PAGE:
OCTOBER 2015 ;e Costco Connection 51
for your health
By Suzanne Badieozzaman
MOST PEOPLE ARE unfamiliar with the fact that
different types of fiber exist, with different functions
that can benefit your health.
Dietary fiber is found in fruits, veggies, legumes,
seeds, nuts and whole grains. Whole grains are an
excellent source of fiber, compared with refined
grains, because refined sources lack the bran, germ
and endosperm, leaving you with more starch and
less fiber, nutrients and antioxidants. Food contains
all types of fiber, but in different proportions; for
example, lentils are rich in insoluble fiber, while oats
are richer in soluble fiber.
The Institute of Medicine (
mies.org) recommends a fiber intake of 25 grams per
day for women and 38 grams per day for men ages
19 to 50. Since older adults take in fewer calories
they need less fiber; the recommended intake is calculated as 21 grams per day and 30 grams per day
for women and men, respectively, ages 50 and above.
Recommended amounts include five to nine
servings per day of fruits and veggies (one serving
equals ½ cup) and 6 servings per day of grains, with
half of that from whole grains, according to the U.S.
Department of Agriculture food guide, MyPlate
choosemyplate.gov). Six servings of grain may sound
like a lot, but a serving can equal a 1-ounce slice of
bread or ½ cup of cooked pasta; choosing products
with 5 grams of fiber per serving or more is best.
Types of fiber
Insoluble fiber keeps you regular and strengthens your intestinal muscles. This strong fiber is
found in plant cell walls and cannot dissolve in
water or be digested, so it passes through, pretty
intact, while giving you a plethora of benefits,
including preventing constipation, hemorrhoids
and diverticulosis (a condition in which intestinal
pockets fill with fecal matter, causing infections and
severe abdominal pain); reducing cardiovascular
and Type 2 diabetes risk factors; helping maintain
healthy weight; and curbing appetite.
Good sources include wheat bran, brown rice,
beets, bananas, apples, figs, pumpkins, all leafy
greens, berries and beans.
Soluble fiber. This viscous fiber glues plant cells
together, dissolves in water and swells up, forming a
gel that grabs bile (or blocks uptake) and eliminates
it, forcing the liver to pull more cholesterol from the
bloodstream to make more bile, indirectly helping to
reduce “bad” LDL cholesterol. It also helps to regulate blood glucose and lower blood pressure, takes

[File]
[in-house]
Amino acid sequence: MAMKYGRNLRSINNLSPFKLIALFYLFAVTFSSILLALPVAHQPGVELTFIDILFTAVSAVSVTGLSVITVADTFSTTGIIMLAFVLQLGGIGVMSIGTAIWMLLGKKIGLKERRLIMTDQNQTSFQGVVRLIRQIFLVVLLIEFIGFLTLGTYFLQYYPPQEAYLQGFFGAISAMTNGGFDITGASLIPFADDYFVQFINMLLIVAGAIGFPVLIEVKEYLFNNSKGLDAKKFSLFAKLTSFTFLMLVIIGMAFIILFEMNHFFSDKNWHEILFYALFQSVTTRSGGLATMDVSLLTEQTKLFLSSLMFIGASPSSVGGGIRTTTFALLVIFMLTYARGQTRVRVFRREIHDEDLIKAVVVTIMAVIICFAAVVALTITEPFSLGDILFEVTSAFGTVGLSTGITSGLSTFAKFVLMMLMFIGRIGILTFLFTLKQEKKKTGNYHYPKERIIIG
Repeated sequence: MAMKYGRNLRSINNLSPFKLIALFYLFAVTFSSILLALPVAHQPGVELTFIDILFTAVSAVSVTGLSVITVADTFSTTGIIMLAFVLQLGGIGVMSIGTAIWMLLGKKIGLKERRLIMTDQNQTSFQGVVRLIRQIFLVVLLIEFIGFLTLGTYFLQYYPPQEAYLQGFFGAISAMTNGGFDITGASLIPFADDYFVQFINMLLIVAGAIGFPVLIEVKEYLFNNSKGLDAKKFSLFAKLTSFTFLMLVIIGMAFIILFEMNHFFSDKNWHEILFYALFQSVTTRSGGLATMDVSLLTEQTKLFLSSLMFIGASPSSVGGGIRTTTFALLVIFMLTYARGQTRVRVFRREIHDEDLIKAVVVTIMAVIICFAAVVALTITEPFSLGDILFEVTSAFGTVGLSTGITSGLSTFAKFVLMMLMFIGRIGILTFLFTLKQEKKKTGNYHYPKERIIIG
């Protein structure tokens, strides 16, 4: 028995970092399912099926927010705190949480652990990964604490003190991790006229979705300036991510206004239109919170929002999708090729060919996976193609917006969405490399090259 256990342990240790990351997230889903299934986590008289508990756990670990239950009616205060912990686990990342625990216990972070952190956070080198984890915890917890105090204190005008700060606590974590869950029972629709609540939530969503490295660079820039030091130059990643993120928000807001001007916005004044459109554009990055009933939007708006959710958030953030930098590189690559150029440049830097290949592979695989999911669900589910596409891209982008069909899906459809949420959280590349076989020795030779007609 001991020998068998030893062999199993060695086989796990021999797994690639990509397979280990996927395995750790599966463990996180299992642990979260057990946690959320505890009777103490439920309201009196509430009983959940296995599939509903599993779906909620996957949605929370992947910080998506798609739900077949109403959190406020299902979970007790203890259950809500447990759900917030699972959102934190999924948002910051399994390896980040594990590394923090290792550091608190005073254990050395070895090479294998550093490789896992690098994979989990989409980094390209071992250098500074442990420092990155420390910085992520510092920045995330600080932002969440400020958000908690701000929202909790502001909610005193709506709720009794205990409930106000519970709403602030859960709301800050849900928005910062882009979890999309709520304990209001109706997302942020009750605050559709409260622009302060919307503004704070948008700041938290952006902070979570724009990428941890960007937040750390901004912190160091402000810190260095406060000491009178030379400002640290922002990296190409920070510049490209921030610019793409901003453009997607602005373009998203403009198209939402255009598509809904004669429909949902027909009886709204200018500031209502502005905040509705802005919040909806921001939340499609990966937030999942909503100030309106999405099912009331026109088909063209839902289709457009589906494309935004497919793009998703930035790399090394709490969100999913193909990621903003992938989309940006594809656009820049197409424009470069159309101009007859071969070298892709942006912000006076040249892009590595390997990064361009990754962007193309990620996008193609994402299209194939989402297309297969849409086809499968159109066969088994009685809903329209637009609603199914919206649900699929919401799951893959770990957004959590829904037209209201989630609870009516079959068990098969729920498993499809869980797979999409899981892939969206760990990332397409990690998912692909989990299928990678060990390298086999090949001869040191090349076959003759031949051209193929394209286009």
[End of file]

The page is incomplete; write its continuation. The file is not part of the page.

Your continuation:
out toxins and is fermentable, meaning it supports
good bacteria, keeping your immune system strong,
with the cost of expelling unwanted gas.
An article in the December 2013 issue of Today’s
Dietitian listed top sources of soluble fiber: all
beans, oat cereals, Brussels sprouts, oranges and
flaxseeds. Other great sources include barley, pears,
potatoes, psyllium and prunes.
Resistant starch resists digestion, quickly pass-
ing through relatively untouched while promoting
good-bug gut flora that produce cancer-fighting
butyrate fatty acids. A University of Colorado Cancer
Center article said that “resistant starch also helps the
body resist colorectal cancer through mechanisms,
such as killing precancerous cells and reducing
inflammation that can otherwise promote cancer.”
Sources include under-ripe bananas and cooked
then cooled starchy foods like pastas, potatoes,
legumes (richest source), oatmeal and rice. This
starch is also extracted and added to products. The
University of Colorado recommends eating these
foods at or below room temperature to reap the
cancer-fighting benefits; when you heat them up the
resistant starch is gone. So let that hot potato cool!
Functional fibers are isolated and added to
enhance the fiber content and texture of products.
Nutrition labels list isolated insoluble fibers as cellulose, oat and soy fiber, and soluble sources as inulin, oligofructose, wheat dextrin (avoid if you are
celiac or gluten intolerant), polydextrose, polyols,
gums, pectin and psyllium.
Thanks to the National Fiber Council’s fiber
Meet your BFFs (best fiber friends)
THE NATIONAL FIBER Council has information about fiber:
Apple peels relieve constipation, while apple cores
Metamucil uses psyllium
husks; you can add it to
Sprinkle flaxseeds on your
cereal: 1 tablespoon = 2
grams of dietary fiber.
Sprinkle chia seeds on
your yogurt: 1 tablespoon
= 5 grams of dietary fiber.
Have fruits and veggies at
every meal and with every
snack to meet your daily
Make half of your plate
fruits and veggies.
Nutrition label definitions:
“Good” sources of fiber
contain a minimum of 3
grams per serving; “
excellent” sources of fiber contain a minimum of 5 grams
Many insoluble fibers, like
inulin, act as prebiotics
(food for good bacteria).
If you’re not used to eating
fiber, add it to your diet
slowly and stay hydrated.
For meals and snacks,
women should try to get
at least 7 grams and 3
grams of fiber, respectively, and men should aim
for 10 grams and 3 grams
of fiber, respectively.
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